For example
For the Buriti Palm (Mauritia flexuosa) there is a description of it's ecology, how they can be cultivated, the average yield (up to 360 kg per tree in a year!), economics (1 litre of Buriti juice costs about $1) and a COMPLETE guide to it's possible uses, including how to make traditional toys.
There is a description of the cultural significance of the plant, the animals that eat the fruit or nest in the branches, and even a recipe for Buriti frozen creme! All illustrated with line drawings.

And, the guide is free! It can be found at...

Friday, 16 December 2011

Nasty little spiders

The prime time news on Brazilian channel Globo recently showed a report on spiders*, specifically "Aranhas marroms", or "brown spiders" (translations never sound so impressive!). These little spiders might not look much, perhaps a bit larger than a normal spider, but they are a big problem.

"Brown spiders", (mostly Loxosceles similis) are found through out Brazil, from Para down through Minas and Sao Paulo to Rio Grande de Sul, with the southern state of Parana being something of a hotbed. However, unlike many spiders, the young don't make silk parachutes to travel on the wind and they've only got little legs, so they don't travel very far - colonies tend to be very dense, but localised. They're timid animals and will generally try to hide from humans, but 5,000 people are bitten each year, leading to fevers, skin lesions, and even death. So why is such a little spider so dangerous?

Well, it's all to do with their venom, which is incredibly toxic. Unlike some snake venoms, it's not neurotoxic as such, so victims don't go into paralysis or spasms, it is necrotic, which means that cells just die. Depending on how good a bite it got in, this can cause a little lesion the size of a bottle top, to one up to 40 cm wide. If this gets infected, or the toxin is carried in the blood stream to other organs (which is rare) the consequences can be very serious. The bizarre thing about their venom is that whilst some mammals such as rabbits and humans are very susceptible, mice and rats aren't, goodness knows why.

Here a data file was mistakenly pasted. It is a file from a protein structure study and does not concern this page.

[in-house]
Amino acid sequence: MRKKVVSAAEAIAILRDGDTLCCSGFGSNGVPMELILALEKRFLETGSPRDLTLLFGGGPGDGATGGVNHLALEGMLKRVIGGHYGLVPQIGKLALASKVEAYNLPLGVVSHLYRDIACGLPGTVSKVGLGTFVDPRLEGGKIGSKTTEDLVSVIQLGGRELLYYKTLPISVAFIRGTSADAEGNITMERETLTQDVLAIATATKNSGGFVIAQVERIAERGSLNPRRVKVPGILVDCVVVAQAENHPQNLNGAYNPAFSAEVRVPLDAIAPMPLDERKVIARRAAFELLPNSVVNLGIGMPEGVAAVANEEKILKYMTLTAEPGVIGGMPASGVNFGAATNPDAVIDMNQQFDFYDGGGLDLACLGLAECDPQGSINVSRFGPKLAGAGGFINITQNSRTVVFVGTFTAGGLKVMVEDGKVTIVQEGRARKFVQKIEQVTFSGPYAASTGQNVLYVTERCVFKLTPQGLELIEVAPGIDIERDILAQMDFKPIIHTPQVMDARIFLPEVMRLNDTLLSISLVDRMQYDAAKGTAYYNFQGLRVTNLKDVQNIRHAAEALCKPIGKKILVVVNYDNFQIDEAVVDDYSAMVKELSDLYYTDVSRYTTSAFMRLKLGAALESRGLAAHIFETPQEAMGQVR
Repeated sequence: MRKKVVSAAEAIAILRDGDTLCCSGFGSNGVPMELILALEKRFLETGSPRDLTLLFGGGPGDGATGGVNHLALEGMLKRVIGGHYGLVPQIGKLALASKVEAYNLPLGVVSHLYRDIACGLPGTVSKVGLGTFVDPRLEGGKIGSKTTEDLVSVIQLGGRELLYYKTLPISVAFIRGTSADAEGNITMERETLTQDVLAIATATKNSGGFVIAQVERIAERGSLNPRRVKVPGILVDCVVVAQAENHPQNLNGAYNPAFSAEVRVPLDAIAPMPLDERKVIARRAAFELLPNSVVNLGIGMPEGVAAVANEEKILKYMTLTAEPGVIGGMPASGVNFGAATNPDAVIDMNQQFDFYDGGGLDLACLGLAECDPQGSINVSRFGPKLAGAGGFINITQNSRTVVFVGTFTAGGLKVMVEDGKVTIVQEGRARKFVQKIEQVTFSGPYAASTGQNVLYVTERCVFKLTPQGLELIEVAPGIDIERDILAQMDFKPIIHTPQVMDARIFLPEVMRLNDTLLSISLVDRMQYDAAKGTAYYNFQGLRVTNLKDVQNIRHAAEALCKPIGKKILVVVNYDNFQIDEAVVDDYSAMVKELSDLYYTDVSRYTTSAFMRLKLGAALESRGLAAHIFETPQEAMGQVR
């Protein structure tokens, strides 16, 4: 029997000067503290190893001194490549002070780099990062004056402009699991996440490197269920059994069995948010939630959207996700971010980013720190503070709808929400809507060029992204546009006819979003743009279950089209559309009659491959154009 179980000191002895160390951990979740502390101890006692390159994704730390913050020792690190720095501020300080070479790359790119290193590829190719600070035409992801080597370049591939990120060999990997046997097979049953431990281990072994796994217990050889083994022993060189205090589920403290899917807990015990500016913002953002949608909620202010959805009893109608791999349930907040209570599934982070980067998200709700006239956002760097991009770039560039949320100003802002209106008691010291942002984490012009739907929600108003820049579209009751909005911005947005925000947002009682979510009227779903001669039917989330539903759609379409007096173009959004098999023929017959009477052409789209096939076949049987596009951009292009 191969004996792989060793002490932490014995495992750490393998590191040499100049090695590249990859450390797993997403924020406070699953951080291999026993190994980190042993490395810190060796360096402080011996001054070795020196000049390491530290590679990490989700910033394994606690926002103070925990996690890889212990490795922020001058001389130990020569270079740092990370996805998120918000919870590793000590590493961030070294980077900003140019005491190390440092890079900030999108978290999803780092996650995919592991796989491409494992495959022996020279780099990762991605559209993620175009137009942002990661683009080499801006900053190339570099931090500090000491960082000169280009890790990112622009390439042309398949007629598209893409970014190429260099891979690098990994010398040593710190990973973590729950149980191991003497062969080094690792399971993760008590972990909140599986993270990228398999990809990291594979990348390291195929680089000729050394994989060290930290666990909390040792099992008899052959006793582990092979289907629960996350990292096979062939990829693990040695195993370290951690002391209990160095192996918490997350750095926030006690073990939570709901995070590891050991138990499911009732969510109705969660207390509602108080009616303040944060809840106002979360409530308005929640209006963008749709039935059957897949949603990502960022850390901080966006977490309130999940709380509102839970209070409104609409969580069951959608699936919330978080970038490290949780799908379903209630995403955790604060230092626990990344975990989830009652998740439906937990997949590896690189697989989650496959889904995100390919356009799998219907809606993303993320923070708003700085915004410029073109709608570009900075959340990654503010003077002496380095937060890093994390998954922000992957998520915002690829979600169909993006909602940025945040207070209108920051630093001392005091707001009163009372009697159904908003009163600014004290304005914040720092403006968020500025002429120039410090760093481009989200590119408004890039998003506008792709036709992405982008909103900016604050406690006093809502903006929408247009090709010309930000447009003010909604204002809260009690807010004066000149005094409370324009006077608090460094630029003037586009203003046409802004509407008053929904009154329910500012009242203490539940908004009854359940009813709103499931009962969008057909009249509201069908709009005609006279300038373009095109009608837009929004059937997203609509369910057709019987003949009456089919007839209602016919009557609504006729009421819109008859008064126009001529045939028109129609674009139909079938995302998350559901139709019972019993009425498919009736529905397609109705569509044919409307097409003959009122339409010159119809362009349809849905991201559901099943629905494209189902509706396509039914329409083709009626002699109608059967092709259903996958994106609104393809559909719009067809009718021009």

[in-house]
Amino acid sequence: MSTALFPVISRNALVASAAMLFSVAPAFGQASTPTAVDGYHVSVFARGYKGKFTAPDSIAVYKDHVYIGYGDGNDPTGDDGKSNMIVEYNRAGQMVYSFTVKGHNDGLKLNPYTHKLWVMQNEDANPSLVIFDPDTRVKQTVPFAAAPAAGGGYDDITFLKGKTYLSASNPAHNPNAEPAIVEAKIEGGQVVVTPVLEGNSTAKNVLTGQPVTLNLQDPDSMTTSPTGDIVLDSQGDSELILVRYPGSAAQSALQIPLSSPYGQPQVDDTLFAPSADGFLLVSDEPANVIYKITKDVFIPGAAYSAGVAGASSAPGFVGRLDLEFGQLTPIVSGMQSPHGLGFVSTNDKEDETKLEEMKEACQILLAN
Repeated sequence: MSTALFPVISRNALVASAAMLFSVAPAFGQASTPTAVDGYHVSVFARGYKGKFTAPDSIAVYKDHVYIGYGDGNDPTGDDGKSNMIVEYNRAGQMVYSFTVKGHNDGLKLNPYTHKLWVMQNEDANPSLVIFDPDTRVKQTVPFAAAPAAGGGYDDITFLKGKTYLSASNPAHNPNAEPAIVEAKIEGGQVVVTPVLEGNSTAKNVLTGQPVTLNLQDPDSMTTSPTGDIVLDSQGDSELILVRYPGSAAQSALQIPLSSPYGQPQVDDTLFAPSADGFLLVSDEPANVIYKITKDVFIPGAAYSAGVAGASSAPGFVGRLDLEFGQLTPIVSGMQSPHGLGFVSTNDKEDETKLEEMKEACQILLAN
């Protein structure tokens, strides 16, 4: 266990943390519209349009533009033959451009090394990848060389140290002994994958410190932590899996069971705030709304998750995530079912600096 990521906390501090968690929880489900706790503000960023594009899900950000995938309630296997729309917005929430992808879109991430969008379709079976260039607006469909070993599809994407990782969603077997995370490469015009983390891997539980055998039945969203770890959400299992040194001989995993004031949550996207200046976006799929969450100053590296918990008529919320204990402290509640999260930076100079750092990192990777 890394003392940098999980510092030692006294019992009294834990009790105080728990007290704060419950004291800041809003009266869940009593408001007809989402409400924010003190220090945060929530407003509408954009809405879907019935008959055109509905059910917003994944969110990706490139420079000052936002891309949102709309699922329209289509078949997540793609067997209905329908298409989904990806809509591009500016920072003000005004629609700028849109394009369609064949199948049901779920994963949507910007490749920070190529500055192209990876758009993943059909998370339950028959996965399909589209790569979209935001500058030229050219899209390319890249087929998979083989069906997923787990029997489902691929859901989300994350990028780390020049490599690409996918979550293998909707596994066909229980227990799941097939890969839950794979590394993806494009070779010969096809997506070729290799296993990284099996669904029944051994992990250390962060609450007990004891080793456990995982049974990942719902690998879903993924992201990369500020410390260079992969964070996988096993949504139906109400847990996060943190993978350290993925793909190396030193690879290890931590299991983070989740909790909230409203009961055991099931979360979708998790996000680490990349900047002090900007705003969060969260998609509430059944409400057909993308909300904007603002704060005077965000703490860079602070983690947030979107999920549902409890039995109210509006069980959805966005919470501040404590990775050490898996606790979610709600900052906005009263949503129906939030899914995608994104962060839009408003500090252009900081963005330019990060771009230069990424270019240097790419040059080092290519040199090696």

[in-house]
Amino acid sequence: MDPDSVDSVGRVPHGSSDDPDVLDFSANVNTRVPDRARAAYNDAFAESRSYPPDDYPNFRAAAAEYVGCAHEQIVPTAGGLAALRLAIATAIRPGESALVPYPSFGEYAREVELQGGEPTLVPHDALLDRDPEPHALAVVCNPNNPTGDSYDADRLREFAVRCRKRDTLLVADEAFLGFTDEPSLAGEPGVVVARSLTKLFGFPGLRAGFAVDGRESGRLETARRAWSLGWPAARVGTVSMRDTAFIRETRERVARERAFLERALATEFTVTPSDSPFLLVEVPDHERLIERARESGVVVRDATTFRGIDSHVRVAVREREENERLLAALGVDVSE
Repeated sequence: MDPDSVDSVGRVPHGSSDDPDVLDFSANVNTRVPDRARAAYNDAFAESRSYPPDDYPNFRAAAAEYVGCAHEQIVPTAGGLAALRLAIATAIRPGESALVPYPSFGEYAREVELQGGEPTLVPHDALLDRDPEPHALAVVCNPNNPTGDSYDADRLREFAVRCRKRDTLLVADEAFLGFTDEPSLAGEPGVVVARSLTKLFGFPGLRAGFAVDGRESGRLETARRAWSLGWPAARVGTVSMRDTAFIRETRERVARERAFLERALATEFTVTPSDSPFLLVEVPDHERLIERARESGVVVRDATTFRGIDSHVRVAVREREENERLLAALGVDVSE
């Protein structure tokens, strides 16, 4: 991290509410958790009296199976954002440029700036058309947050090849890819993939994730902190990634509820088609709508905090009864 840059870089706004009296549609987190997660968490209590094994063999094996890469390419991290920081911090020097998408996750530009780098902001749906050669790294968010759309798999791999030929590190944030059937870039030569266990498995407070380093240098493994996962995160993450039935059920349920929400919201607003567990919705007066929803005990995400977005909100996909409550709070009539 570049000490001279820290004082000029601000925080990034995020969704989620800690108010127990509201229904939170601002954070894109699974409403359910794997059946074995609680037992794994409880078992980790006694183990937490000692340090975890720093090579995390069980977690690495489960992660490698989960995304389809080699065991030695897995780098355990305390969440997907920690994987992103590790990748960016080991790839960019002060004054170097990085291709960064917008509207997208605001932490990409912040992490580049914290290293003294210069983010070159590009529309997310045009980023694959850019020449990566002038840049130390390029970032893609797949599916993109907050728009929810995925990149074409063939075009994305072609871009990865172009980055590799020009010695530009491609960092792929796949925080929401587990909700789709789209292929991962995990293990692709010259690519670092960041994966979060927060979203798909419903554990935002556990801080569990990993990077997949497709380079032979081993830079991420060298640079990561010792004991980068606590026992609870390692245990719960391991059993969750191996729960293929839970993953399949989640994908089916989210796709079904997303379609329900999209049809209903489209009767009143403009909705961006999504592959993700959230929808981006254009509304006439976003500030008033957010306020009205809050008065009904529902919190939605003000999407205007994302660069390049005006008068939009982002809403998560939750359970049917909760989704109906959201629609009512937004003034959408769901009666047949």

So what to do?


Virtually all cases of bites have been from spiders forced into close contact, by someone picking them up, or they were in clothing or shoes, so shake out any clothing. Don't, what ever you do, spray them with insecticide! It causes a nervous reaction making them very aggressive and much more likely to bite!


If you suspect you've been bitten, wash the site with soap and water, but don't try to squeeze or suck out the venom, you'll just spread it around. Go straight to a doctor, with, if possible, the spider - treatment is by anti-venom and it helps to know who bit you!

Every year, specialised (and very brave!) teams go out hunting around the southern city of Curitiba and catch thousands of spiders, which are "milked" for their poison. This is used to make the anti-venom. about 20,000 doses per year, to be distributed to hospitals all over Brazil.The actual technique used to make the anti-venom is explained nicely in the Globo piece.

Be nice to geckos

The principle predators of brown spiders are geckos, which presumably are immune to their toxin.

* The news report can be found here....